Friday, November 27, 2015

Preparing Your Application: Standardized Tests

This is the fifth post in a blog series discussing best practices for preparing your application for Johns Hopkins SAIS. Today, we'll be covering the Standardized Tests. Standardized tests--particularly the GRE and GMAT--are a big stressor for our applicants. We get a lot of questions about them, so I want to de-mystify them for you here.


There is no minimum test score for the GRE or GMAT.
We don't have an arbitrary cut-off for our test scores. These scores can be a bit controversial, and it's not uncommon to hear people discuss the cultural bias of standardized test scores. So we recognize that otherwise strong candidates can perform poorly on standardized test scores, so we don't use a minimum test score as a baseline to eliminate candidates. 

We may reject someone with poor test scores, but that applicant was rejected because his application contained a series of weaknesses, one of which were his test scores--not because of test scores alone.

There are no exceptions to the minimum TOEFL/IELTS score, and for good reason.The one exception to this is the English competency exam (TOEFL or IELTS) for non-native English speakers. We do have minimums for these exams (see the application instructions for more specifics), but we don't do this so we have an easy way to eliminate applicants. We have a minimum score on the exam because we want to make sure that all of our students are well-prepared to succeed in our program. If we admitted an applicant with less than minimum scores, we would be doing a disservice to him/her, because we would know that they would be unable to keep up with the intensity of our program.

If you almost scored the minimum, but not quite, we can't make an exception for you. It's not because we want to punish you or make the application process harder. It's because we want you to succeed.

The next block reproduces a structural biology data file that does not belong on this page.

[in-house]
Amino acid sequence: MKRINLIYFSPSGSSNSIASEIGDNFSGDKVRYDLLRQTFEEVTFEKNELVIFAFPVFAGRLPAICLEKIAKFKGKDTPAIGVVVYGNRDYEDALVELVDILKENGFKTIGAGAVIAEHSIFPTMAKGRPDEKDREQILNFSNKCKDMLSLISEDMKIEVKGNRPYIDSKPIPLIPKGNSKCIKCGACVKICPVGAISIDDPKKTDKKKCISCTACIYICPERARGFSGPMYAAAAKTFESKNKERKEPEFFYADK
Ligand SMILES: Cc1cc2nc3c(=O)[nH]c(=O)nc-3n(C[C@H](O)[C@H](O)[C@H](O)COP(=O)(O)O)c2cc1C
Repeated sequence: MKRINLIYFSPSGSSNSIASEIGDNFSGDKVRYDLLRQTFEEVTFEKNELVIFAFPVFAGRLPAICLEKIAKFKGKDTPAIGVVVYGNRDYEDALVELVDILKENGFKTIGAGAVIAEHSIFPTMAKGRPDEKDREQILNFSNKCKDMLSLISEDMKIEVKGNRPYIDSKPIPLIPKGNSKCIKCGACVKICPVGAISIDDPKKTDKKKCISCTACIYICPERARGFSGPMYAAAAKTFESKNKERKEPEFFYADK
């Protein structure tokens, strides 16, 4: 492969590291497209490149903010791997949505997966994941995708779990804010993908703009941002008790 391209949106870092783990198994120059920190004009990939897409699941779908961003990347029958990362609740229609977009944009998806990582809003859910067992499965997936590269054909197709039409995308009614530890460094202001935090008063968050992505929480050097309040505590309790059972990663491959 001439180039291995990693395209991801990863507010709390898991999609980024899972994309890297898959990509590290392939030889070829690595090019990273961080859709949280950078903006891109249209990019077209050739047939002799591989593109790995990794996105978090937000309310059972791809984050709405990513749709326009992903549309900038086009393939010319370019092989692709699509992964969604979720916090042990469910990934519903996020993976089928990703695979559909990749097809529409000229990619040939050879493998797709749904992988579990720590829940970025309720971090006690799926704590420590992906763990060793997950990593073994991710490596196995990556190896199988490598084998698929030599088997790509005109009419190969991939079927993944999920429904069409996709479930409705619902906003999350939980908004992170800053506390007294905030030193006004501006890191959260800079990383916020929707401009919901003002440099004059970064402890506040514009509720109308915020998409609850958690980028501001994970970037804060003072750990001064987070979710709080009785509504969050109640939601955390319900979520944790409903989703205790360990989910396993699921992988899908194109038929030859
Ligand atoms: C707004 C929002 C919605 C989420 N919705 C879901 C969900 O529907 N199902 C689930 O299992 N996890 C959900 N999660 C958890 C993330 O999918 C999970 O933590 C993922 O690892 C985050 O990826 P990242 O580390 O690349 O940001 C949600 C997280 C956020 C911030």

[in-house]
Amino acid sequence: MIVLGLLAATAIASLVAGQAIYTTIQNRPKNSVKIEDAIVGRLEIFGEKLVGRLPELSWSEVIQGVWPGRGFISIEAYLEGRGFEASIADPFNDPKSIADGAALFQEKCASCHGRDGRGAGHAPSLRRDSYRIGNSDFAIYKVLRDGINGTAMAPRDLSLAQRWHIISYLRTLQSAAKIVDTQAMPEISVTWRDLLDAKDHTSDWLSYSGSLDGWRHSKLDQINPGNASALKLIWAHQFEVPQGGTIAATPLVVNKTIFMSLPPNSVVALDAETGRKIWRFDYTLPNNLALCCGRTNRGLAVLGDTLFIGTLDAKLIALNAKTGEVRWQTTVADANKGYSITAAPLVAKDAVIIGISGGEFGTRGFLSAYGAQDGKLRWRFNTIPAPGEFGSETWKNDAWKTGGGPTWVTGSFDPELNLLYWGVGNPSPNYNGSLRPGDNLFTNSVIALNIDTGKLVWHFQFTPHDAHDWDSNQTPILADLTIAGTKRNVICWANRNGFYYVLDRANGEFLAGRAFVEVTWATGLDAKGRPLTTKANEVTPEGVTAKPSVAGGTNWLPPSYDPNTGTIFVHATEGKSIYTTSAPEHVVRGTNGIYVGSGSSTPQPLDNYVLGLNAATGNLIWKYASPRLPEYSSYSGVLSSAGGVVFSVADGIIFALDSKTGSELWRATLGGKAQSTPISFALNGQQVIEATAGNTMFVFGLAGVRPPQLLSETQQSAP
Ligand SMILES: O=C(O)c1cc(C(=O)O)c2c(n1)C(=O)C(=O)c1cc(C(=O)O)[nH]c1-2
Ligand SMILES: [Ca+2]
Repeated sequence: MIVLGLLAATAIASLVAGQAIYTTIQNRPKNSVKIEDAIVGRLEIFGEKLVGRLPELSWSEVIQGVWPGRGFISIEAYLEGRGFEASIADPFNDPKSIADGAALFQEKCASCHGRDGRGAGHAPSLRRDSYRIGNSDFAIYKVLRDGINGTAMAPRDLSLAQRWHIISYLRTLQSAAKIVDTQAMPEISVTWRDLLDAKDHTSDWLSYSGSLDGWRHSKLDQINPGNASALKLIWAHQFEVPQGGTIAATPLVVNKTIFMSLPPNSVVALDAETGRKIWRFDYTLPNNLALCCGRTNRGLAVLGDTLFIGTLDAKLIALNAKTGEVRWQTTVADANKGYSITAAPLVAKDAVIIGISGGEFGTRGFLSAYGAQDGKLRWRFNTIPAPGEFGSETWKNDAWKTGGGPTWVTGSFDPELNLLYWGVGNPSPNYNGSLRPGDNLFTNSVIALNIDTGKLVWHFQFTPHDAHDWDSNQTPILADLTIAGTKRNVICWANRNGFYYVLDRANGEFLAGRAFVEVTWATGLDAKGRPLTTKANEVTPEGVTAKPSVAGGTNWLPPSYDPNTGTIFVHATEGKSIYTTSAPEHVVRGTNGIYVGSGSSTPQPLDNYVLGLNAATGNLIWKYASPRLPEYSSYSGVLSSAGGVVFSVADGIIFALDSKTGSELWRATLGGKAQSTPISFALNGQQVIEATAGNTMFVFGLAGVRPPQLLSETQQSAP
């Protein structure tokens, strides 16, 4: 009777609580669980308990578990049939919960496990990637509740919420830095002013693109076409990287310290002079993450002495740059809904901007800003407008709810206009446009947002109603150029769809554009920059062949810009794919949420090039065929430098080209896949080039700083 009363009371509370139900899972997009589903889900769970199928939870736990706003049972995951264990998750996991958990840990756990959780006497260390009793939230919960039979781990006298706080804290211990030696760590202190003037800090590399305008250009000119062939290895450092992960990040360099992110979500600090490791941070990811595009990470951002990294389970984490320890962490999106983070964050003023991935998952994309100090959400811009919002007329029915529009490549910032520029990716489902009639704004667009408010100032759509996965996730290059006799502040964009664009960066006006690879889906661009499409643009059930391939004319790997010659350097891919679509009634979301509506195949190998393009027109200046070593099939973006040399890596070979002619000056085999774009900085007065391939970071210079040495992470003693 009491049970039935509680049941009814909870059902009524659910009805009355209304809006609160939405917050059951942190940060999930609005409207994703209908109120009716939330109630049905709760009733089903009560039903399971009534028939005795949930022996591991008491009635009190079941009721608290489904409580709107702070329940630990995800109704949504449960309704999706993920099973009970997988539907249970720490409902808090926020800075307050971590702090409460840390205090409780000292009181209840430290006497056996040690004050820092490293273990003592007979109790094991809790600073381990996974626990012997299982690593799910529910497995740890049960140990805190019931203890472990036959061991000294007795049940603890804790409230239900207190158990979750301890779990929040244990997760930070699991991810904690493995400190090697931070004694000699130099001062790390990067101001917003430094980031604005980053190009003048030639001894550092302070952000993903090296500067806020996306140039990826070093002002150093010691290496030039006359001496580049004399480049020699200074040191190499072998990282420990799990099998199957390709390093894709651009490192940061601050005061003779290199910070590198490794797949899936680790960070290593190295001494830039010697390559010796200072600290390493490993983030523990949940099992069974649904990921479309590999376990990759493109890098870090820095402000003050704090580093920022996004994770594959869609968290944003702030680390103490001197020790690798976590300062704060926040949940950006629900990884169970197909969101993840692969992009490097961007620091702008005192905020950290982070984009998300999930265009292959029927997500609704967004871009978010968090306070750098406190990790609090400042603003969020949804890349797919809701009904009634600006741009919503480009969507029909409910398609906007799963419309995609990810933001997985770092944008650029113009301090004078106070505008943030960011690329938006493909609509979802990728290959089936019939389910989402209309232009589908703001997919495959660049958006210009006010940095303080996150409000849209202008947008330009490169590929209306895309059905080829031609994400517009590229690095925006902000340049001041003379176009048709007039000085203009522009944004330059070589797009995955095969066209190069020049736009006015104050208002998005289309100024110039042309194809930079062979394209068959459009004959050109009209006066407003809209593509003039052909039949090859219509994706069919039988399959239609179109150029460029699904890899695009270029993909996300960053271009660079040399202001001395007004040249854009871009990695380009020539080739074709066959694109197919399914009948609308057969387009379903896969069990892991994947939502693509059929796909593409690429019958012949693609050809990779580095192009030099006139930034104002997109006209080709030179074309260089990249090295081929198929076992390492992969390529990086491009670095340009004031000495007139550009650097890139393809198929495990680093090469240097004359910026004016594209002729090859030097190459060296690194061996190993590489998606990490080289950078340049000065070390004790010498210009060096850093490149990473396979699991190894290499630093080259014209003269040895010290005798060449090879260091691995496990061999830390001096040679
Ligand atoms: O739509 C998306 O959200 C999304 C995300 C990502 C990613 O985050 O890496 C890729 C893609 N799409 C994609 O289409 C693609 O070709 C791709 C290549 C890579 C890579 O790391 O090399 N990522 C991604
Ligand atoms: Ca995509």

You CAN take the GRE or GMAT multiple times...
...without hurting your application. The reviewer will not see that you've taken it multiple times. They will only see the best scores you've received.

We only consider the best scores you receive in each category...
...even if they are from different test dates. Say you take the GRE three times, and each time you max out score-wise on a different section. We will use whichever quantitative score is best, whichever verbal score is best, and whichever analytical writing score is best, even if all three scores came from three different dates.

You might get your scores instantly, but we don't.
It takes up to 10 business days for our office to receive GRE/TOEFL test scores (and potentially longer for GMAT and IELTS!), even though the testing center will give you unofficial score results for the verbal and quantitative section on the same day. Why the difference? Two reasons: 1) Your analytical writing essay needs to be evaluated and scored by an actual human, which takes time; and 2) It takes time to calculate your score percentiles, which are just as important as the tests themselves.

So, when planning for your application, make sure that you take the standardized exam well in advance of the application deadline to make sure we get your scores in time.

Do you have other questions about standardized test scores? Post them in the comments!

Thanks for reading!

--Erin Skelly, Associate Director of Admissions

More in this series
Letters of Recommendation
Class Visits
Interviews
Statement of Purpose
The Analytical Essay